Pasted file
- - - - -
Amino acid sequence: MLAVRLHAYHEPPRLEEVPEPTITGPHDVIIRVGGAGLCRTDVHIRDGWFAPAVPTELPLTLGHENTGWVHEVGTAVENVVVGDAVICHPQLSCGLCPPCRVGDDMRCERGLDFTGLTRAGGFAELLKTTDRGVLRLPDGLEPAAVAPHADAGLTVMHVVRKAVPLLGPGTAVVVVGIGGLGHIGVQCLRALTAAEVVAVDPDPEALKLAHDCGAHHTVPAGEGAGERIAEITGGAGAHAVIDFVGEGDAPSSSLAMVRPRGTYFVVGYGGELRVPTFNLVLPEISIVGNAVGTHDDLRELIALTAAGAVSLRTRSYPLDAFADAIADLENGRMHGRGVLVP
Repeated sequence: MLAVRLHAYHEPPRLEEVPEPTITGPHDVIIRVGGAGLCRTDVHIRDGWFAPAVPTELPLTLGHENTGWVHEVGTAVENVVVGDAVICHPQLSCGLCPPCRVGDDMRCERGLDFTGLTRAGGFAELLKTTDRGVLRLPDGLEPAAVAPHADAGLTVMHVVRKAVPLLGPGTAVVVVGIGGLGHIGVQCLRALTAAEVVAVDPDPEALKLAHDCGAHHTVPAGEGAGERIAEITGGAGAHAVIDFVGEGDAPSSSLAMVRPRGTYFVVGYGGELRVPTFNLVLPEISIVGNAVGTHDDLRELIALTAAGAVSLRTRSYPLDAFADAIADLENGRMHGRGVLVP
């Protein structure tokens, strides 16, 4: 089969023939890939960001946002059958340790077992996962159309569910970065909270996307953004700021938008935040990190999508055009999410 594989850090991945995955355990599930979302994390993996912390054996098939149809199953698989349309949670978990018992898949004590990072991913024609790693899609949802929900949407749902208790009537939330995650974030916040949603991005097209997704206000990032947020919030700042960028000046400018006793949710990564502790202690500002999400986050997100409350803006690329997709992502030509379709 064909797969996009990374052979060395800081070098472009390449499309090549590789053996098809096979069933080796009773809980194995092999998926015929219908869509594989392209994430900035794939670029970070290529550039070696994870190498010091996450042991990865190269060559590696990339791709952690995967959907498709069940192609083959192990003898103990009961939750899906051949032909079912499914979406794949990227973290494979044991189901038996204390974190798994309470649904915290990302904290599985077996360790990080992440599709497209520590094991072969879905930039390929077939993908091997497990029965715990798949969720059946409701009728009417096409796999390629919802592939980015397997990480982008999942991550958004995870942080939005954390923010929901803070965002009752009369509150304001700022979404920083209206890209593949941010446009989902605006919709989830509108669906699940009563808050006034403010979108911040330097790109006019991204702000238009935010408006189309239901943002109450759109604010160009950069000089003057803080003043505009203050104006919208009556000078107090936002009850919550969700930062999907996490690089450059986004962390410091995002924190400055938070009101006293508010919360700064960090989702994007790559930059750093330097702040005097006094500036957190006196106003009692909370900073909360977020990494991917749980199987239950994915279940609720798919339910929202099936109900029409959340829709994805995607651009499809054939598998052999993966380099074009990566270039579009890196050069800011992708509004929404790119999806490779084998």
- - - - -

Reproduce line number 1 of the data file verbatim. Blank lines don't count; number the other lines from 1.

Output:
Amino acid sequence: MLAVRLHAYHEPPRLEEVPEPTITGPHDVIIRVGGAGLCRTDVHIRDGWFAPAVPTELPLTLGHENTGWVHEVGTAVENVVVGDAVICHPQLSCGLCPPCRVGDDMRCERGLDFTGLTRAGGFAELLKTTDRGVLRLPDGLEPAAVAPHADAGLTVMHVVRKAVPLLGPGTAVVVVGIGGLGHIGVQCLRALTAAEVVAVDPDPEALKLAHDCGAHHTVPAGEGAGERIAEITGGAGAHAVIDFVGEGDAPSSSLAMVRPRGTYFVVGYGGELRVPTFNLVLPEISIVGNAVGTHDDLRELIALTAAGAVSLRTRSYPLDAFADAIADLENGRMHGRGVLVP